Once upon a time we were just a regular family who enjoyed a Disney movie here and there. That was before we went to Disney World last November. Ever since then, we’ve immersed ourselves in all things Disney, including the very man behind the dream himself, Walt Disney. That’s how this Walt Disney Unit Study worked its way into our homeschool plans.
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Luckily for us there were lots of great resources out there to support our efforts to learn more about Walt Disney. Here’s a look at the resources that helped us explore the fascinating life of Walt Disney.
Walt Disney Unit Study Resources
We started our Walt Disney unit study with The Man Behind the Dream from NIA Unit Studies. This was a great starting point for us because it included reading and viewing suggestions, as well as recipes, projects, and activities. I say this was our starting point because we wanted more. Even though that ready-made study was done, we kept going!
Our Favorite Walt Disney Books
The Man Behind the Dream used The Story of Walt Disney: Maker of Magical Worlds for the foundation of the study. It was a great read, but it was also a little outdated. It’s still worth reading, but if you prefer something newer, here are a few other good options for kid-friendly Walt Disney biographies.
There are certainly plenty of others to choose from, but these are the ones we read. Maybe our Disney obsession has gotten out of control, but for some reason we didn’t stop at one biography. We read two of them as read-alouds and my oldest read the others on his own. What can we say? We’re all about Disney!
Disney’s Dream from Stacia Deutsch’s Blast to the Past Series was also a great read. In this book, the Blast to the Past kids visit Walt to encourage him when some difficulties occur early on during his career. My oldest loved this book!
Favorite Walt Disney Videos
As for what we watched, we took advantage of You Tube and watched several clips from the recent PBS documentary American Experience: Walt Disney. (Be sure to stop by the documentary’s page on PBS.org… there’s a whole slew of Walt Disney resources there, including some American Experience clips that aren’t available legitimately through YouTube!)
- An American Experience YouTube Playlist
- An American Experience: Walt Disney Full Documentary on DVD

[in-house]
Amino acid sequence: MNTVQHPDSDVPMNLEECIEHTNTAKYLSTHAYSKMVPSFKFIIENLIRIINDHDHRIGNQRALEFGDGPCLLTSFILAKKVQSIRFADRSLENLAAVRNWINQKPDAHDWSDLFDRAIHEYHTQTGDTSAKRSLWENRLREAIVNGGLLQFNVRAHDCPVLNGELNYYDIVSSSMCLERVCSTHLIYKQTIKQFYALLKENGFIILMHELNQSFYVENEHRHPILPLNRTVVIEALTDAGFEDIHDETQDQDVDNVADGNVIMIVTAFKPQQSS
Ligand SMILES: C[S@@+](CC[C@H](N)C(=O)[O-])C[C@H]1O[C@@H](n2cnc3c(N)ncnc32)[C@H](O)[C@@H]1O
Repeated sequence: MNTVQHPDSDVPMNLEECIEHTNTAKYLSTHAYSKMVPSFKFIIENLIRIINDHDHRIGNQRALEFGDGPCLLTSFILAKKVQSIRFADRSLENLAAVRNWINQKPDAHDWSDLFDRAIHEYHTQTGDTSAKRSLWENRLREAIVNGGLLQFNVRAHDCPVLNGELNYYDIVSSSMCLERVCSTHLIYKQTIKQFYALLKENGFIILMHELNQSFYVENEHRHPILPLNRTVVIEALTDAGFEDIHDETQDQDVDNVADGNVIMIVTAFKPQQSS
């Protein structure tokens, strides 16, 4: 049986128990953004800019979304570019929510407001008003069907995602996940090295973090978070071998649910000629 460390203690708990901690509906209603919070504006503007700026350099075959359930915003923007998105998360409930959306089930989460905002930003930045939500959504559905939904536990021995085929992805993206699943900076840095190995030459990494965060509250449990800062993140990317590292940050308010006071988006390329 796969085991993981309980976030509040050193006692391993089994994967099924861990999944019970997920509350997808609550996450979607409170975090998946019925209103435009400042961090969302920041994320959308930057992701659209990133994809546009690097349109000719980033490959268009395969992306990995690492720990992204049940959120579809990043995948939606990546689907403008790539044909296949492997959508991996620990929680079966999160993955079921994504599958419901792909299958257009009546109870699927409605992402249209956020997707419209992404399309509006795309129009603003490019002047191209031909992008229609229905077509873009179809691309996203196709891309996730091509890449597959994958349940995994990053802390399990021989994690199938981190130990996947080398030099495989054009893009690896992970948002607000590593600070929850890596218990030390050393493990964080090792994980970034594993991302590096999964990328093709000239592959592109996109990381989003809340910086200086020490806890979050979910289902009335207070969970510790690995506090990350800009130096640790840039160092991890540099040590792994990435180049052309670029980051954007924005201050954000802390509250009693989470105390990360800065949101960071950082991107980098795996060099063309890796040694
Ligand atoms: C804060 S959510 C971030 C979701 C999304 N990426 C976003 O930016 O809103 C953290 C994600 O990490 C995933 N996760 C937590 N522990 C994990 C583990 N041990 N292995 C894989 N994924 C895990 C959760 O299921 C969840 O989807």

- An American Experience: Walt Disney on Amazon Prime Video
We also enjoyed watching As Dreamers Do: The Amazing Life of Walt Disney through Amazon Prime. We all loved snuggling up on the couch and watching this one, but The Boy loved it so much that he’s watched it several times since then. (If you’re not a Prime member, you don’t have to miss out. Amazon offers a 30-Day Free Trial!)
Additional Walt Disney Unit Study Resources
For notebooking and more
My free printable pack – I looked everywhere, but never quite found what I was looking for in the way of notebooking pages or anything similar. Because of that, I ended up creating my own four-page unit study packet.
Never fear, you don’t have to create your own, though, unless you’re just into that kind of thing. Instead, you can access my Walt Disney printable pack in the Subscriber Resource Library using the password in your most recent email from Table Life Blog.
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Quotes for copywork – BrainyQuote is a great place to visit if you’re looking for Walt Disney quotes to use for copywork.
How to Draw Mickey Mouse – This simple graphic makes it look incredibly easy to draw everyone’s favorite mouse.
Art for Kids Hub is a great place to visit when looking for art ideas for your study. Rob and the gang have several videos with instructions for how to draw popular Disney characters.
How cute are these Mickey Mouse Sun Catchers? These would be such an easy and fun activity for younger kids. The original suggestions are just fine, but I’d personally skip the glue mixture and use clear contact paper on front and back. (PIN it here)
The mere thought of footprint art kind of terrifies me, but you may be able to make it happen with your kids. If so, these Disney footprints are super cute and would be perfectly pleasing for your princess. Not feeling the footprint art? This fingerprint option is probably a little more manageable and just as cute.
These Unit Study resources can help you plan your entire Walt Disney Unit Study or can just be your starting point if you’re like us and can’t seem to get enough of all things Disney! Either way, we know you’ll enjoy learning about the life and legacy of Walt Disney as much as we did.
Did you know that Walt Disney’s birthday was December 5, 1901? That’s why you’ll find him listed in iHomeschool Network’s December Birthdays linkup along with lots of other fascinating people.